Espinoza: No budget for coastal roads?

Free Zone
Espinoza Free Zone
Espinoza Free Zone

A fast-growing population comes with it the surge in the sales of motor vehicles. That’s why Cebu now needs additional roads to reduce the volume of motor vehicles on the already exhausted existing main arteries that connect the metropolis to the towns and cities in the south and north of the province.

Last month, Gov. Gwendolyn Garcia ordered the Department of Public Works and Highways (DPWH) 7 to stop the work on the Metro Cebu Expressway (MCE) that was started during the term of President Rodrigo Duterte because of some environmental and safety concerns.

This national road that will traverse the mountain ridges of Cebu is designed to serve as a backbone highway that will provide a fast and smooth flow of traffic from the City of Naga in the south to Danao City in the north. This project will also address traffic congestion in Metro Cebu’s business centers.

Sadder still is the news that the feasibility study for the proposed Talisay-Minglanilla-Naga coastal road cannot be started because the DPWH 7 does not have a budget for the feasibility study.

The Talisay-Minglanilla-Naga coastal road that will start from the southern tip of the South Road Properties (SRP) to Barangay Tuyan in City of Naga was proposed to lessen the worsening southbound traffic along N. Bacalso Ave. that traverses Talisay City, Minglanilla and the City of Naga from Cebu City, stretching all the way to the last town in the south.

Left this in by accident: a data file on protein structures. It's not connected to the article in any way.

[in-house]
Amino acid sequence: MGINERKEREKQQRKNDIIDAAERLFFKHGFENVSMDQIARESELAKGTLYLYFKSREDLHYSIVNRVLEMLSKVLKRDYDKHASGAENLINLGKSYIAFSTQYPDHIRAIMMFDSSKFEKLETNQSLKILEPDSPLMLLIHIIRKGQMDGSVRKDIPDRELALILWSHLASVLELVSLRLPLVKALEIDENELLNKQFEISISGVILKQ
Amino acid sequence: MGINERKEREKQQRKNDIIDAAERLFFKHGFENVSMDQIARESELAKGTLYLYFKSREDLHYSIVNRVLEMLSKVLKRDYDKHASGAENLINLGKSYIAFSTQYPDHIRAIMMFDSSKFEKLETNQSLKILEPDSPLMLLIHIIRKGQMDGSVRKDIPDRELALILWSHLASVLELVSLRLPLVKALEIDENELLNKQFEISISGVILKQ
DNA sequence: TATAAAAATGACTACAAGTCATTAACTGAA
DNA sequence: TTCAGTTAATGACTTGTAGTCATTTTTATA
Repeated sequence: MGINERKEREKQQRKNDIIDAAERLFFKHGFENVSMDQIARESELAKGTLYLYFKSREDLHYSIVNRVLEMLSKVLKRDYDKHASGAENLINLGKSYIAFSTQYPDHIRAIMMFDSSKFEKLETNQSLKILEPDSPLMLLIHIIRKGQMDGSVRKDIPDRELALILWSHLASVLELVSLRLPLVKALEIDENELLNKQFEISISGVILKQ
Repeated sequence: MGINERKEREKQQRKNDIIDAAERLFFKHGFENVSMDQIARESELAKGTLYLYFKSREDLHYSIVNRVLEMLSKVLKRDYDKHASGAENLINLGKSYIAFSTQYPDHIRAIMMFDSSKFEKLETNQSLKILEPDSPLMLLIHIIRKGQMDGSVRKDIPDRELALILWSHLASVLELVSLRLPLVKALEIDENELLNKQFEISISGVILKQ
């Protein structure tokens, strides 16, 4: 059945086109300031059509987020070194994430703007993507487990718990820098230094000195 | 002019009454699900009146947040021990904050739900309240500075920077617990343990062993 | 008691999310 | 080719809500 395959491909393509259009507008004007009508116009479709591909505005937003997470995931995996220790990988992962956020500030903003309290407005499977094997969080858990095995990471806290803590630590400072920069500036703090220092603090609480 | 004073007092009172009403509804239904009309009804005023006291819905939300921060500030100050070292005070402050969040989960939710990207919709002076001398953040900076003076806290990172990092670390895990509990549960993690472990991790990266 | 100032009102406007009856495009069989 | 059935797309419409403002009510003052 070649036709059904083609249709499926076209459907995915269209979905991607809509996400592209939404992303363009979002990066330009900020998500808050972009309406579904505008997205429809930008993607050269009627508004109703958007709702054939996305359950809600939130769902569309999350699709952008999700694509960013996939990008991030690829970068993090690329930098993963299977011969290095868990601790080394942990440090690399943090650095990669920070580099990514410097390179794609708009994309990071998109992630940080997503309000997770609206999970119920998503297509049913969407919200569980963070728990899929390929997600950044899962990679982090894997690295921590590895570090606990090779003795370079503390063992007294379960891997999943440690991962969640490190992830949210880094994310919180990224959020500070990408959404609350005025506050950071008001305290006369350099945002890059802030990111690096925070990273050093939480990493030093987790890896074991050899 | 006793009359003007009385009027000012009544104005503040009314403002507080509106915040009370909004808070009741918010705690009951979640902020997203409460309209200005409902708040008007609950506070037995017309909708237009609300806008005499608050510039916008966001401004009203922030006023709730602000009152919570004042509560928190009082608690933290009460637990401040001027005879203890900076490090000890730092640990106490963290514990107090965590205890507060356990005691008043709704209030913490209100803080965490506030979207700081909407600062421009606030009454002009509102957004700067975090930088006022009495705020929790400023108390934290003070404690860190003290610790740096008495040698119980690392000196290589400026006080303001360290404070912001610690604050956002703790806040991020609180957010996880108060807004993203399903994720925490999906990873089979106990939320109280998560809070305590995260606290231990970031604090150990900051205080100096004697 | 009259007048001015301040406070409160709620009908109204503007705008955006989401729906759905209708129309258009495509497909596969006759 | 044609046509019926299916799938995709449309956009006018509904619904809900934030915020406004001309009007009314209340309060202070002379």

Nonato Paylado, chief of the Planning and Design Division of DPWH 7, revealed the sad status of the proposed project to the Provincial Board (PB) on Monday, March 11, 2024, during its regular session. The PB had invited him to provide an update on proposed road projects in the province that include the Mandaue-Consolacion-Liloan coastal road.

According to Paylado, their regional office does not have enough funds to conduct the feasibility study on the proposed south coastal road, which will cost P18.6 million.

This south coastal road project, Paylado said, will be 15 kilometers long with an estimated cost of P7.8 billion for civil works and the road right-of-way acquisition.

The south coastal road could decongest the traffic gridlock, especially during peak hours, along the Talisay-Minglanilla corridor. Every now and then we hear and read on social media the grumbles of motorists going south after office hours.

Does this suggest that the officials of Talisay City, Minglanilla, and the City of Naga, or the first congressional district representative have done nothing to fast-track this south coastal road project?

Why not have it funded by a public-private partnership (PPP) as suggested by Paylado?

Look at the third bridge. It was done and completed in a short a time. I think motorists, who are in a rush to go home or catch an appointment will not mind paying a toll on the south coastal road if it’s implemented through a PPP.

Maybe, just maybe, there are no takers of the project because the P7.8 billion will not even cover the cost of the acquisition of the road right-of-way (RROW), which, in most cases, can even be more expensive than the actual civil works.

One of the reasons that work on the MCE was earlier discontinued, even before Governor Garcia had ordered the project to be temporarily halted, was because funds for the acquisition of RROW were already deflated.

I strongly suggest through Sixth District PB Member Glenn Anthony Soco that the Province, being the richest local government unit in the country, take and handle both the south and north coastal road projects to eliminate the delay.


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